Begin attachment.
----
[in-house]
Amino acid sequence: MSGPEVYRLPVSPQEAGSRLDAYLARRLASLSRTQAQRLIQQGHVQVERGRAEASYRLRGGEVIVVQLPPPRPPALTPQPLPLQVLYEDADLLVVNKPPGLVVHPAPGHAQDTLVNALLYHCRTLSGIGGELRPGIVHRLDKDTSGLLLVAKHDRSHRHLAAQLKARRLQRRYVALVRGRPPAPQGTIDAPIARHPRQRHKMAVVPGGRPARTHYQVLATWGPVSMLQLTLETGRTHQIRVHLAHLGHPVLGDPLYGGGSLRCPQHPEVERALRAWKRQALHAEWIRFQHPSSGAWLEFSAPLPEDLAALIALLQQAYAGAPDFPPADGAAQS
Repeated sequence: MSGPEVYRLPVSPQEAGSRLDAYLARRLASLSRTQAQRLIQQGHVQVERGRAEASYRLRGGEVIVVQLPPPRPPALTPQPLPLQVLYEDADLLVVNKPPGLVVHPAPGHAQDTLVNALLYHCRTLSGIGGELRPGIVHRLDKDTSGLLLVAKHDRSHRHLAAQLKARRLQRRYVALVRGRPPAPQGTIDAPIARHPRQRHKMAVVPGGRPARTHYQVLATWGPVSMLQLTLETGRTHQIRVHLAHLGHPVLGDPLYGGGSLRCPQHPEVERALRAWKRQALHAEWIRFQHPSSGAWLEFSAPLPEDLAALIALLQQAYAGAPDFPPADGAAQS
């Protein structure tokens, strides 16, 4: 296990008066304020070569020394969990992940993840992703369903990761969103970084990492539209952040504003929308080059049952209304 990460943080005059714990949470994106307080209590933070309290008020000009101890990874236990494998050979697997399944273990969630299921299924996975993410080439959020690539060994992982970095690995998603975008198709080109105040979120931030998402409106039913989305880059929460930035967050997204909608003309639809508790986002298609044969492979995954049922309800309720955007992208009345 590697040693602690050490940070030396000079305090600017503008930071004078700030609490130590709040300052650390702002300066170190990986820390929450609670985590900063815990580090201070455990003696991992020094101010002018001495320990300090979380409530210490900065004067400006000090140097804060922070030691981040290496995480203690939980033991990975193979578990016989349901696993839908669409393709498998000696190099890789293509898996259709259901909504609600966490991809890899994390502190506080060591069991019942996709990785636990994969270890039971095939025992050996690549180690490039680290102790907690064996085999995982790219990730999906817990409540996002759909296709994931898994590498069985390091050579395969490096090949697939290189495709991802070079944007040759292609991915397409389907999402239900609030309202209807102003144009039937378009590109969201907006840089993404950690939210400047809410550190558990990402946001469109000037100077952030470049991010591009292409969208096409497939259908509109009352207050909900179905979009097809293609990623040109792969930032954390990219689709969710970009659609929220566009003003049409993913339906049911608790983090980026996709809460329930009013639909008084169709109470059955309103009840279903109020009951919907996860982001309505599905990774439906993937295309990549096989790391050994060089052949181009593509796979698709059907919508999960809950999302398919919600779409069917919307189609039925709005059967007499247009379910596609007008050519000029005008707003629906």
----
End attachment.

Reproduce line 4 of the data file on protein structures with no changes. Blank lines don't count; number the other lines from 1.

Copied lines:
């Protein structure tokens, strides 16, 4: 296990008066304020070569020394969990992940993840992703369903990761969103970084990492539209952040504003929308080059049952209304 990460943080005059714990949470994106307080209590933070309290008020000009101890990874236990494998050979697997399944273990969630299921299924996975993410080439959020690539060994992982970095690995998603975008198709080109105040979120931030998402409106039913989305880059929460930035967050997204909608003309639809508790986002298609044969492979995954049922309800309720955007992208009345 590697040693602690050490940070030396000079305090600017503008930071004078700030609490130590709040300052650390702002300066170190990986820390929450609670985590900063815990580090201070455990003696991992020094101010002018001495320990300090979380409530210490900065004067400006000090140097804060922070030691981040290496995480203690939980033991990975193979578990016989349901696993839908669409393709498998000696190099890789293509898996259709259901909504609600966490991809890899994390502190506080060591069991019942996709990785636990994969270890039971095939025992050996690549180690490039680290102790907690064996085999995982790219990730999906817990409540996002759909296709994931898994590498069985390091050579395969490096090949697939290189495709991802070079944007040759292609991915397409389907999402239900609030309202209807102003144009039937378009590109969201907006840089993404950690939210400047809410550190558990990402946001469109000037100077952030470049991010591009292409969208096409497939259908509109009352207050909900179905979009097809293609990623040109792969930032954390990219689709969710970009659609929220566009003003049409993913339906049911608790983090980026996709809460329930009013639909008084169709109470059955309103009840279903109020009951919907996860982001309505599905990774439906993937295309990549096989790391050994060089052949181009593509796979698709059907919508999960809950999302398919919600779409069917919307189609039925709005059967007499247009379910596609007008050519000029005008707003629906």